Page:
Studies of significant changes to the Jet Stream—a fast-moving river of air that plays a major role in regulating climate patterns—show increasing risk of prolonged catastrophic drought and threats to the human food supply. Scientific American is reporting:
extreme jet stream patterns like those of 2018 may be getting more common and more extreme, representing a significant danger to global food security. An April 26 paper, Extreme weather events in early summer 2018 connected by a recurrent hemispheric wave-7 pattern, by climate scientist Kai Kornhuber of Columbia University and co-authors, found that the 2018 extremes were associated with a particular mode of “stuck in place” jet stream behavior—one that has increased in frequency and persistence in recent decades.
A follow-up study, published in December, found:
a 20-fold increase in the risk of simultaneous heat waves in major crop-producing regions when these global-scale wind patterns are in place.
Dim Coumou, one of the study’s co-authors, described risk posed by the new Jet Stream patterns—called Rossby waves—this way:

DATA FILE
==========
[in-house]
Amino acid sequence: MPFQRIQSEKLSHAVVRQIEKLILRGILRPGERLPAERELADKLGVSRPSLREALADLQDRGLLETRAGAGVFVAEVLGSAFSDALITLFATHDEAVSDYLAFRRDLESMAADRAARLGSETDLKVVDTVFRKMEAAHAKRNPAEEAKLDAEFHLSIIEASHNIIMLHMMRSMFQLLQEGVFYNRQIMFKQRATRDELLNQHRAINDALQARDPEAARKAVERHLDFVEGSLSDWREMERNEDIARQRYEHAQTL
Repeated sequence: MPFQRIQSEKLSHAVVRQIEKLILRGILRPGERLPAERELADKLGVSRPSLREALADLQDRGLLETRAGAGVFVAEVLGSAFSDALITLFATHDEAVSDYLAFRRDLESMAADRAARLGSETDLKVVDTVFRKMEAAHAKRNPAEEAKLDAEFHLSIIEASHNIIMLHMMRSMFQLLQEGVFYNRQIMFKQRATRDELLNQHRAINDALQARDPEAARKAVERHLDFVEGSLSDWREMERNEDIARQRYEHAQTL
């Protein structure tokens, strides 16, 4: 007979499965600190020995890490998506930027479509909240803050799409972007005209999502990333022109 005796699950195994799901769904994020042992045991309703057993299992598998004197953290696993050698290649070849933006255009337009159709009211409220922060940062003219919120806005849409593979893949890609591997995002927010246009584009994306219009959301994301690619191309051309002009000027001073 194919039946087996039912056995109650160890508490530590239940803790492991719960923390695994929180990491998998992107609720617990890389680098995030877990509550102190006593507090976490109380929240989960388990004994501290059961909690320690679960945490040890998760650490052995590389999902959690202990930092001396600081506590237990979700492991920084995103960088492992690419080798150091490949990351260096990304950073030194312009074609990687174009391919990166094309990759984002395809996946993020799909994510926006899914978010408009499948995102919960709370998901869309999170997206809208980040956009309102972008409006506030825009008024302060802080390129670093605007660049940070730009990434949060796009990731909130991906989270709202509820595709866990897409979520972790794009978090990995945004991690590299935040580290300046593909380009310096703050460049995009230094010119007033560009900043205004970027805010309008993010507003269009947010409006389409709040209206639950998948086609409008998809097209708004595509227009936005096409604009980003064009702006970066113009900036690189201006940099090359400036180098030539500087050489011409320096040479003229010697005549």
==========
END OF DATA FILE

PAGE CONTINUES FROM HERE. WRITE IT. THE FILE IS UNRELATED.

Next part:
Normally, low harvests in one region are expected to be balanced out by good harvests elsewhere. These waves can cause reduced harvests in several important breadbaskets simultaneously, creating risks for global food production.
When specific Rossby waves displace expected climate conditions, they can undermine the ability of natural systems to return to normal in a timely way. Persistence of these “stuck-in-place” displacements can fundamentally disrupt sensitive natural systems dependent on specific climate conditions.
As global heating continues to intensify, the occurrence of disruptive Rossby waves is expected to increase, meaning the potential for failure of multiple breadbasket regions will not only increase, but could become commonplace. There is no precedent in recorded human history for such a global simultaneous threat to food production.
The key news item here is that the human food supply is at risk, due to global heating, and so aggressive action to mitigate climate disruption risk is warranted. Decarbonizing energy systems, industry, transportation, and agriculture, is an imperative, as is the work of building resilience against shock events.